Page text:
Benazir Bhutto is Dead

Along with twenty others, in a suicide bombing. I didn't pay close attention to the news report after it got a bit annoying and nationalistic (which, admittedly, is correct from a realist standpoint, but I am a Democrat at heart...). What intrigued me about the report on ABC news, though, was the propagandistic nature--the man described the bombers as 'cowards who hate democracy'--well, that or something equally inflammatory. Fascinating. The prevalence of the Cold War mindset here is deeply interesting to me; democracy is not an ideal government in a country where the majority of the people are not involved in international commerical enterprise as either consumers or traders and where the infrastructure--including, I suppose, things like communications towers and even Wi-Fi in this modern world--is not advanced.

At any rate, the societally aware part of me--the part that joined Amnesty International--abhors Musharraf; but at the same time, he is doing exactly what he needs to fulfill his individual goals--seemingly the control of Pakistan. So, while we can all rail about how he and Al-Qaeda "hate" democracy and the Western world, it's stupid to think those are the reasons for the destruction of his rival.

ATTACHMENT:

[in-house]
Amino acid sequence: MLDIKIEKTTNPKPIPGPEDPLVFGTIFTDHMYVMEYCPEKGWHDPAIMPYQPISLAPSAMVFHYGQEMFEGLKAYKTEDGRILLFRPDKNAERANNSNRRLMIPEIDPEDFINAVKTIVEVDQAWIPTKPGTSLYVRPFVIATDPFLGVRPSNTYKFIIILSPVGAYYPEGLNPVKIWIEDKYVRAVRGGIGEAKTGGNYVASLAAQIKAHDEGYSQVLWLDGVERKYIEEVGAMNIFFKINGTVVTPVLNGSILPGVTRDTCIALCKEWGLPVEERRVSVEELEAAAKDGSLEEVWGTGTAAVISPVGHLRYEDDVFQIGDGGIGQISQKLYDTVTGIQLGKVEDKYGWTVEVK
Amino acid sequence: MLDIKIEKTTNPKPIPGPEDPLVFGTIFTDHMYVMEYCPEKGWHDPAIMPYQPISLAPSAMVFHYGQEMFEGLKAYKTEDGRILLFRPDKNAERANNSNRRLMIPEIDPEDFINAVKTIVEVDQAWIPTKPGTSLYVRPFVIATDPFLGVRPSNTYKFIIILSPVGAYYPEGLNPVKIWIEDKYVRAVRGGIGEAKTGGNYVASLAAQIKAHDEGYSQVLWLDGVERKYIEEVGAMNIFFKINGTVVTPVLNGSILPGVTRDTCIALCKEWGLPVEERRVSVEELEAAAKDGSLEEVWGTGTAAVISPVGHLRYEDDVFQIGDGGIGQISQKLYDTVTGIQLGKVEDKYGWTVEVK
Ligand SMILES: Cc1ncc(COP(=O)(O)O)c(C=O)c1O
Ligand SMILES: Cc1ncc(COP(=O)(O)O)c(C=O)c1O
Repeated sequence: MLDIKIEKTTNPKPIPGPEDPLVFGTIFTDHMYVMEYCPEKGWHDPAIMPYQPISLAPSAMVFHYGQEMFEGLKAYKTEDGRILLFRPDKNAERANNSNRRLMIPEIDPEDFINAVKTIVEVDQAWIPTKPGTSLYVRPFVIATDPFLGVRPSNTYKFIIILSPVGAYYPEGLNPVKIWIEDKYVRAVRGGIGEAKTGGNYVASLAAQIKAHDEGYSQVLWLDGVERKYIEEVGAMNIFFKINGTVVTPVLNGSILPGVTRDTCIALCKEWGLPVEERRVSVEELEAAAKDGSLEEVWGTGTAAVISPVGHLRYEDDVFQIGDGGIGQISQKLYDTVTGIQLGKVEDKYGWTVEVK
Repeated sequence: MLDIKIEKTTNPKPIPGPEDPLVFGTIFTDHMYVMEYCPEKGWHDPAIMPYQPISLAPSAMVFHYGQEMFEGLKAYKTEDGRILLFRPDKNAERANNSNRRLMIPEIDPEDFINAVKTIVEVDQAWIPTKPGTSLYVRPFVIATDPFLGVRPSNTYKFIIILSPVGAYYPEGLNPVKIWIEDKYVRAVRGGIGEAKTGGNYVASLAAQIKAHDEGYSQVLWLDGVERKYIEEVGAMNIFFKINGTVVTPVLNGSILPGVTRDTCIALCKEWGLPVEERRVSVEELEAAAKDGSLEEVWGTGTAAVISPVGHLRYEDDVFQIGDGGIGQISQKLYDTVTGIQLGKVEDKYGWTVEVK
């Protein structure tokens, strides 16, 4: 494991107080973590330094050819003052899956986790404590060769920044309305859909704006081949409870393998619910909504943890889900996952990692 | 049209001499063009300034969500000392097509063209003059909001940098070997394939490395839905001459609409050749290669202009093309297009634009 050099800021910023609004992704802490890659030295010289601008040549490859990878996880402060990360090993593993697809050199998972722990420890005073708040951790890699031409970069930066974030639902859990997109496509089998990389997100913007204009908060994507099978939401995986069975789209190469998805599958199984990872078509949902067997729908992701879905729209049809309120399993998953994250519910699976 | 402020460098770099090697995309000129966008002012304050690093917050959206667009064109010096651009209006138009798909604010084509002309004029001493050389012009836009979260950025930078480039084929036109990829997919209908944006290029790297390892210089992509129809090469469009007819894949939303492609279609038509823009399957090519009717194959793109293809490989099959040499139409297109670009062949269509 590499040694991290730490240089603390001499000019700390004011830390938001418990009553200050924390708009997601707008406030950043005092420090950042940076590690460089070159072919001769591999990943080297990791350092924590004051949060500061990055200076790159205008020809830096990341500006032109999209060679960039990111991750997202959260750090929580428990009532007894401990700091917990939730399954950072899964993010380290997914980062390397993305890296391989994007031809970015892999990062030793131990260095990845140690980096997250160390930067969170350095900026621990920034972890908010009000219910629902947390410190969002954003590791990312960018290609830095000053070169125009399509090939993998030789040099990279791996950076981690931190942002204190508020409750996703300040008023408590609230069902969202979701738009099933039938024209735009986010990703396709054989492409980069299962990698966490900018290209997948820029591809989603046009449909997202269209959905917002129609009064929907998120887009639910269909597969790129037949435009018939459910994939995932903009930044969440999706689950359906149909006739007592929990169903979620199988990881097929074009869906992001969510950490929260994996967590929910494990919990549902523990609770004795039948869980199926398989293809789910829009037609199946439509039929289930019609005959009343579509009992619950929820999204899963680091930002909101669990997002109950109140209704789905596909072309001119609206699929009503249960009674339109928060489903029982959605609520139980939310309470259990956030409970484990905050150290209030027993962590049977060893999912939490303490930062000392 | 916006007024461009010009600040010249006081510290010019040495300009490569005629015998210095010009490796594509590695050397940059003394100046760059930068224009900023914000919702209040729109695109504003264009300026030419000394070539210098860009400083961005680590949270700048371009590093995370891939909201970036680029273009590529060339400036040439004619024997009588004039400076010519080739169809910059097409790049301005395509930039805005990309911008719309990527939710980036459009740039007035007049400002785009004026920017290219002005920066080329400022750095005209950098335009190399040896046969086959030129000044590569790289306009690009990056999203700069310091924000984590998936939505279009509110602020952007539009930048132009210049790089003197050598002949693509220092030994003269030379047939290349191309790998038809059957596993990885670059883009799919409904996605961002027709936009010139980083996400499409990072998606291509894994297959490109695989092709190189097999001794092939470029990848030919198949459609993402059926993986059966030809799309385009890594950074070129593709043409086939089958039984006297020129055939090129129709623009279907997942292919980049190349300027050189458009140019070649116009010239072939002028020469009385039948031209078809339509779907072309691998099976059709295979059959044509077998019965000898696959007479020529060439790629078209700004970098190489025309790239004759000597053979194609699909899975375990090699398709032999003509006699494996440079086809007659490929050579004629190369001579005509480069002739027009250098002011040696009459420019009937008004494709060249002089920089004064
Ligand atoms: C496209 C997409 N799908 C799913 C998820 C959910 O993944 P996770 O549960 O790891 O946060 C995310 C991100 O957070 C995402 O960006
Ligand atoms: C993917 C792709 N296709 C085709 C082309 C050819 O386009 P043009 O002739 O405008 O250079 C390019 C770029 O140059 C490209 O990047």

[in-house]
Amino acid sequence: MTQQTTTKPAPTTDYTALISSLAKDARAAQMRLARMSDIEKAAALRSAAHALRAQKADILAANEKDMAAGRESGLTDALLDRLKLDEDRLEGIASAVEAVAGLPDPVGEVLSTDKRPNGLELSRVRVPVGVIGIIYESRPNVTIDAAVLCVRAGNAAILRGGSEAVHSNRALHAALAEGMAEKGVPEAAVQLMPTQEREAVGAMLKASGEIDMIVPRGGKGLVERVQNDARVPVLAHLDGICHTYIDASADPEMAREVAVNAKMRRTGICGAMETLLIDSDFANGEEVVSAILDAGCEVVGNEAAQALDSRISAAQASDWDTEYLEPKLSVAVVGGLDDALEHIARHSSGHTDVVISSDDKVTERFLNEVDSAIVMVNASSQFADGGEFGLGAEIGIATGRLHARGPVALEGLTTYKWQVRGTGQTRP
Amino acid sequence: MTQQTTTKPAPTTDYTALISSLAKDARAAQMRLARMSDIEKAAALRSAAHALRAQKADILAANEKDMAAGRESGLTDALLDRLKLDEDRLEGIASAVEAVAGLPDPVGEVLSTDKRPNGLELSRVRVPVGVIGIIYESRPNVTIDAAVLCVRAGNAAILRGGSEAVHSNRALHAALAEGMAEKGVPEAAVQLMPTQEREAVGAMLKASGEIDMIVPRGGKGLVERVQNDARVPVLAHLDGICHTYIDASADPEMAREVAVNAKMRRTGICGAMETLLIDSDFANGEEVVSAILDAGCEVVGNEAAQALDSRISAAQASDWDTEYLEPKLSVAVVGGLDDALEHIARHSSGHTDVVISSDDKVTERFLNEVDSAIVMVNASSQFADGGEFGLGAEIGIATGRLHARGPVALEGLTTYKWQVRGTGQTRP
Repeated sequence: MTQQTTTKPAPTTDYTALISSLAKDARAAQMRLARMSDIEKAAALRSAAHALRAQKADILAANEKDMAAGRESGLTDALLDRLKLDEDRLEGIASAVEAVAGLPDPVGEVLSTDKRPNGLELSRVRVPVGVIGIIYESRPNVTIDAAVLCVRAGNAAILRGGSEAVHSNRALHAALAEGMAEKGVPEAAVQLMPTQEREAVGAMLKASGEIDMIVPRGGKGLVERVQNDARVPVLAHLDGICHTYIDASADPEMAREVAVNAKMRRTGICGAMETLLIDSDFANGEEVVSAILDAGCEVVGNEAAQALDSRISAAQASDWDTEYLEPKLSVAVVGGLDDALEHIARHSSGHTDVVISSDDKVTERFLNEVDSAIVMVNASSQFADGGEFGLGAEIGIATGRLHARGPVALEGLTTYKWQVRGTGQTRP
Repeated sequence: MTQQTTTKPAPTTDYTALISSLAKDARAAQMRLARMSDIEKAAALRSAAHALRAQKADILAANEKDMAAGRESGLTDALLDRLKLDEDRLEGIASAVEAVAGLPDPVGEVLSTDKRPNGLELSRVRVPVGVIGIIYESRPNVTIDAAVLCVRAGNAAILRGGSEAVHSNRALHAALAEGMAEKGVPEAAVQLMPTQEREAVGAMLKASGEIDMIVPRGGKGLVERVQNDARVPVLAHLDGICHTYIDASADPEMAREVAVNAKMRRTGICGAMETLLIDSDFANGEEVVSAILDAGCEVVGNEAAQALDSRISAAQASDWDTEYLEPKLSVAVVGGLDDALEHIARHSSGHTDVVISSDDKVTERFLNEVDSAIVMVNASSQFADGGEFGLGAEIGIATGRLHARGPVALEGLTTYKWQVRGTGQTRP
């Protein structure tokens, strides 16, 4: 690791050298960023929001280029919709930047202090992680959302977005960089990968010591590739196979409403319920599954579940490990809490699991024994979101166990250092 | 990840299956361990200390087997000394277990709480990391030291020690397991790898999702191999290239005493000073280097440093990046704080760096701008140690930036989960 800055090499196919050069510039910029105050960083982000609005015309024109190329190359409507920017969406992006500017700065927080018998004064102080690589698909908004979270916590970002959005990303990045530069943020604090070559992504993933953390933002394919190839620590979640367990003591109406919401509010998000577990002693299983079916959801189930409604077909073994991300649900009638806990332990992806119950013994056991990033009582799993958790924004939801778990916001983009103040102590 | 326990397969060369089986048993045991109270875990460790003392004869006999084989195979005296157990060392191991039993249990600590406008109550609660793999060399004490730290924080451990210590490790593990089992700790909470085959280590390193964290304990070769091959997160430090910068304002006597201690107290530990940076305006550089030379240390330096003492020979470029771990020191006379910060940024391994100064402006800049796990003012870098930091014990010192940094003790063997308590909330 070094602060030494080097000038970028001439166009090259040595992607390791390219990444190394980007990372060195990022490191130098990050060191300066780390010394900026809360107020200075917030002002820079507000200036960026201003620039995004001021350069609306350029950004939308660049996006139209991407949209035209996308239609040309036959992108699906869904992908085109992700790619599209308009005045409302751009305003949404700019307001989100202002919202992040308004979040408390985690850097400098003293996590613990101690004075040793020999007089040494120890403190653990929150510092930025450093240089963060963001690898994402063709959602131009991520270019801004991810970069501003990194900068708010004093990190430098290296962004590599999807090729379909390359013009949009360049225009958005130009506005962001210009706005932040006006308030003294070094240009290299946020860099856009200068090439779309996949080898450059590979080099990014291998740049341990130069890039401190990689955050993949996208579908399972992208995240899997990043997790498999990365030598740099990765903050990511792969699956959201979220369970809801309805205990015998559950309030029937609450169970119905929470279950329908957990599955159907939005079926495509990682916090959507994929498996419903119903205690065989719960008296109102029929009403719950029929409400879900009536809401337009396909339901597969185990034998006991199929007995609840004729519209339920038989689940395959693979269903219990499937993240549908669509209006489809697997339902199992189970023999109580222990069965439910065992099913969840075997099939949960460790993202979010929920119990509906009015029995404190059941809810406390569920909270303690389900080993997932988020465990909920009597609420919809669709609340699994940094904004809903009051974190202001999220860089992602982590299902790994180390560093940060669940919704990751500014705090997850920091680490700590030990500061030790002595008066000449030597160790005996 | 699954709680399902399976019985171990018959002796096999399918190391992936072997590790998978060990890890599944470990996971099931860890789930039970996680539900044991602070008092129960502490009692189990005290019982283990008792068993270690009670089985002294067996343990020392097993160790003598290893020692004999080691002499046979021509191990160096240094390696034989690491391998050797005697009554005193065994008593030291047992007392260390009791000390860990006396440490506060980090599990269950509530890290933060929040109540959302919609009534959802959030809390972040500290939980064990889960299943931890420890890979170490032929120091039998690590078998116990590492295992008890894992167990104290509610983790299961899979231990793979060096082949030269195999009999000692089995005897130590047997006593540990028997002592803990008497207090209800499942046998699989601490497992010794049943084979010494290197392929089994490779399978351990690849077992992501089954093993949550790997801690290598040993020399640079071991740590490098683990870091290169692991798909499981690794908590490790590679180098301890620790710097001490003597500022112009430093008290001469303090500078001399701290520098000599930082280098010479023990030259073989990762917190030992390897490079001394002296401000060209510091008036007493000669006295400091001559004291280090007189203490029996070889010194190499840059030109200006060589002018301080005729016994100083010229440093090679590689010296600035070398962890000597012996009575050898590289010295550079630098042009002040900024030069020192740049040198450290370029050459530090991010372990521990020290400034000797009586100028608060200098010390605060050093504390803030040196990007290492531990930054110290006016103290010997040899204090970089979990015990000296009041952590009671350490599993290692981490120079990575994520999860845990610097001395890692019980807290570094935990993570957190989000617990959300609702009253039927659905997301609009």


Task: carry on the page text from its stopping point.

Though...Bhutto could become a martyr if her supporters move fast enough. With her as a symbol of outrage and with enough appeal, the people of Pakistan might be able to remove Musharraf. Revolution is sometimes the answer; though the question is, will a revolution really bring the people a leader who will do what is necessary for Pakistan to progress from a Western perspective? In politics, one never asks a question that one can't answer...Musharraf clearly isn't expecting enough outrage in Pakistan to depose him. Which demands either involvement from the West or even neighboring countries like India--more funding of revolutionaries--sorry, freedom fighters--or enough reassurances from Bhutto's party to cause a popular upheaval. I'd expect only the former to have a chance of working, as Musharraf isn't expecting the latter--either that, or he doesn't expect a second leader as charismatic and internationally successful as Bhutto to show up.

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